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Adagio Teas
   Features  >  NY Theater Reviews

 
XANADU
at the Helen Hayes Theatre

THE GODS MUST BE SMILING
By Robert Simonson

  Kerry Butler

Given that Xanadu may be one of the worst ideas for a stage musical ever conceived by man (bad source material in the 1980 film bomb the curse of the jukebox musical and screen-to-stage genres upon it, etc.), one has to say that the creative team's degree of success at the Helen Hayes Theatre is considerable. A brief and amusing 90 minutes, the production put together by director Christopher Ashley and bookwriter Douglas Carter Beane possesses an agreeable lack of serious purpose and a canny knowledge of its own deeply ludicrous nature.

Beane wisely threw out the movie script, keeping only the basic plot- about a Greek Muse who descends to Earth to inspire a hapless artist to open a roller disco (!)-Electric Light Orchestra and Newton-John songs, and fashioned his own patchwork spoof on ྂs-ྌs culture, Edith Hamilton-like Greek god clichés, show business and the creaky contrivances of the jukebox genre. Ashley stuffs Beane's framework with as many gags, inventions, asides and bits of business he can dream up.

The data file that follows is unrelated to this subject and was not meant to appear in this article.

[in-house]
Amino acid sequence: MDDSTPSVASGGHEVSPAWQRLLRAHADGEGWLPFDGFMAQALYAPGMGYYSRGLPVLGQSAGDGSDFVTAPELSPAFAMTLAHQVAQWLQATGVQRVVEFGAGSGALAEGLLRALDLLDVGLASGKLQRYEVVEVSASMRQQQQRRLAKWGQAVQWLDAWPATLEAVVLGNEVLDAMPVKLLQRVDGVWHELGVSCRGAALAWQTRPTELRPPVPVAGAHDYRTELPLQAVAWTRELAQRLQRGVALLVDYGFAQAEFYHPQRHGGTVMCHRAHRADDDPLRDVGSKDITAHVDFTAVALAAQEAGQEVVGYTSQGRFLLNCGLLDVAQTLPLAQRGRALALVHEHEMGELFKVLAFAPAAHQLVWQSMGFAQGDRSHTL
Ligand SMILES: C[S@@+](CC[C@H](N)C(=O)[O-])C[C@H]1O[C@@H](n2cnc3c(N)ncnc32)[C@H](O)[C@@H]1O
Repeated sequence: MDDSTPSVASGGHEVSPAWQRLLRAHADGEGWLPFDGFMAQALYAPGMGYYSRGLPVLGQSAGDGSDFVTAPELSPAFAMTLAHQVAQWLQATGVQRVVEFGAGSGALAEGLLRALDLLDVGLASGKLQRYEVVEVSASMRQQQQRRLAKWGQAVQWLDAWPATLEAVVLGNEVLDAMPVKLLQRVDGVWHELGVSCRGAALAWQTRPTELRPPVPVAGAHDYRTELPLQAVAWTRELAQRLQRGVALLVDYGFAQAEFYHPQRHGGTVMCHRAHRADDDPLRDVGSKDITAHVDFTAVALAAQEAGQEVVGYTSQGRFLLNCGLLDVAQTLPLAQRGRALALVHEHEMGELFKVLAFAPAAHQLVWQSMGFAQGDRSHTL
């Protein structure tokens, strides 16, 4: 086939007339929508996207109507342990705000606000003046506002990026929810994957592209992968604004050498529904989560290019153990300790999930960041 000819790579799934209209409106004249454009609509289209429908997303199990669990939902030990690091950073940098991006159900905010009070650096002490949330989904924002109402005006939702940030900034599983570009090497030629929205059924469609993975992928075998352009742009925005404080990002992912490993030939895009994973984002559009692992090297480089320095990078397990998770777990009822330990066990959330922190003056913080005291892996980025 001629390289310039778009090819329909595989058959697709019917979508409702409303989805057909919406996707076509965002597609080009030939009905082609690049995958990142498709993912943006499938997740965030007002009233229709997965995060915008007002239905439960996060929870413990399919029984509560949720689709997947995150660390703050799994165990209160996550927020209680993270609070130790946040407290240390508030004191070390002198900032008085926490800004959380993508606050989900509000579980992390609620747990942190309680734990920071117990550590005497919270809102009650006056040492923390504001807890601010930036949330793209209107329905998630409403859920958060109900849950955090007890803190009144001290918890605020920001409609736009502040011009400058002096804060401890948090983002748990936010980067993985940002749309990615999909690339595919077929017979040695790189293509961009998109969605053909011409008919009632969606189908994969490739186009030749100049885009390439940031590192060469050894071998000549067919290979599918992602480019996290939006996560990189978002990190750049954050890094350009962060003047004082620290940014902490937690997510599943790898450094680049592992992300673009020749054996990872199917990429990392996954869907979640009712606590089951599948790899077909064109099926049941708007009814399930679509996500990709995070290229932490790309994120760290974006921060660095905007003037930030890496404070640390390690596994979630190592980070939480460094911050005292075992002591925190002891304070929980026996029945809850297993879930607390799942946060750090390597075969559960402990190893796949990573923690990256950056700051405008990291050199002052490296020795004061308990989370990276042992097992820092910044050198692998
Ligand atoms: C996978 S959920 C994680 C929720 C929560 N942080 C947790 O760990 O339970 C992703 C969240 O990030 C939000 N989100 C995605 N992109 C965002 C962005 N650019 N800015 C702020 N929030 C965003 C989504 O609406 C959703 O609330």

The performers also do their part to give the show a professional gloss. Star Kerry Butler, in particular, is crucial in currying the audience's favor. A rolling sight gag in skates, leg-warmers and a tortured Australian accent, she is slyly absurd and adorably laughable as both a demi-god and a human.

If you are incapable of being mellow on the subject of the integrity of the musical theatre, this is definitely not a show for you. It is, after all, a travesty in intent, if not in execution. But if you can free yourself of the idea that the stage must provide something more than amusement and an evening's diversion, you might just have a good time.

 


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